The Orange Express (Mallorca, Spain)
The technical name for this railway into the interior of the Spanish island of Mallorca is the Ferrocarril de Sólle, but we prefer the much-more romantic Orange Express. First built in 1911, the railway got its name thanks to the sheer number of lemon and orange groves it clatters through on its short journey. With a narrow track width of only one yard, and carriages still painted and fitted using traditional methods, the Orange Express is like boarding a train into the distant past.
The views are spectacular. Mallorca’s interior unfolds around you, hot, sun-drenched and – paradoxically – wonderfully, green. At the very edges of the tracks, oranges hang from trees, ripe and ready for the picking. Storied stone viaducts crisscross the edges of low mountains. Meanwhile the train clanks on, as sleepy as a somnambulist making his way imperceptibly through the contours of a dream world. It may not be the epic route of the Trans-Siberian, but this great railway journey remains one of our favourites.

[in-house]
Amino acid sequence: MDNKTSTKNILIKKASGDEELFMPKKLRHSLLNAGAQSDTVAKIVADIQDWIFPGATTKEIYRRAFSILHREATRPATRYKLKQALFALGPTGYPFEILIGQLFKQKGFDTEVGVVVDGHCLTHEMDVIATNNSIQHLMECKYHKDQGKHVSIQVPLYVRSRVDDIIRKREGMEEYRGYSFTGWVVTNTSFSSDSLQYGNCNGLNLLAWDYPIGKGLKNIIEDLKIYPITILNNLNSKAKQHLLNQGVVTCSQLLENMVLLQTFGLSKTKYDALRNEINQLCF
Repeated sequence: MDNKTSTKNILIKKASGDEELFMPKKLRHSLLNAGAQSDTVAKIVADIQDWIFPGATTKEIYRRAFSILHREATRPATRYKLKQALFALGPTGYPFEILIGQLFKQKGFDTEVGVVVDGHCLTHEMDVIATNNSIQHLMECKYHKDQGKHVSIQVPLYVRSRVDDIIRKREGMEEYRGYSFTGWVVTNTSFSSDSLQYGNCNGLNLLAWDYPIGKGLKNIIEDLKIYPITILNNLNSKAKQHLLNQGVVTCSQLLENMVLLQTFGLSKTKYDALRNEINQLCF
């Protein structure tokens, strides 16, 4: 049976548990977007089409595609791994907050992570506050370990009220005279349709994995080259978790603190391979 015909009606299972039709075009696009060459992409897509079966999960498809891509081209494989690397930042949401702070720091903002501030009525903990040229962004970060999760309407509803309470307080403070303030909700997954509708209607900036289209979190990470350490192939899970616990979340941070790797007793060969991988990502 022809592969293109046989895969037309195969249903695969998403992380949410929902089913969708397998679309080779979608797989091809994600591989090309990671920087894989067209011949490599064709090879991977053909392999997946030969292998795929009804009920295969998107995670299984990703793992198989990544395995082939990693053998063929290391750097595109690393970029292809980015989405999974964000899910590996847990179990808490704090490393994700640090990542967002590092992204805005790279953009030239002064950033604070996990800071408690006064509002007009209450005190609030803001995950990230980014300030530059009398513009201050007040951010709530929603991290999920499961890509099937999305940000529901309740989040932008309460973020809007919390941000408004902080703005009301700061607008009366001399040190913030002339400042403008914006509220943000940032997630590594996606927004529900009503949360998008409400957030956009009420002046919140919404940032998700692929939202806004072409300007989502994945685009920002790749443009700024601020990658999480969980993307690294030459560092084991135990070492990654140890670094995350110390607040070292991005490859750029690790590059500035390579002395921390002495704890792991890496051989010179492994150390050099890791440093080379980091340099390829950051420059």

Kalka-Shimla Hill Railway (India)
To call the Kalka-Shimla Hill line one of the Holy Grails of train travel would be to undersell Christianity’s greatest missing relic. Winding up from the floor of the plains to the breezy summer capital of the British Raj, the railway takes in vertiginous cliffs, mountain forests, rolling meadows and (in winter) snowcapped peaks. It all culminates in the glorious hill station of Shimla; perhaps one of the prettiest colonial towns in the entire subcontinent.
Built in 1898, the 2 ft 6 in narrow gauge track was a heroic feat of engineering. Endless tunnels and bridges were laid along landscape that was indifferent to man at best, and actively hostile at worst. Collapses, falling rocks and landslides conspired to defeat the engineers, and even today often shut the line for days at a time. Yet the Kalka-Shimla line is nothing if not resilient. Thanks to the tender love and care showered on it over the past century, it remains in spectacular condition today. In 2008, this great railway journey became a UNESCO World Heritage Site; a testament to its enduring appeal.
Desert Express (Namibia)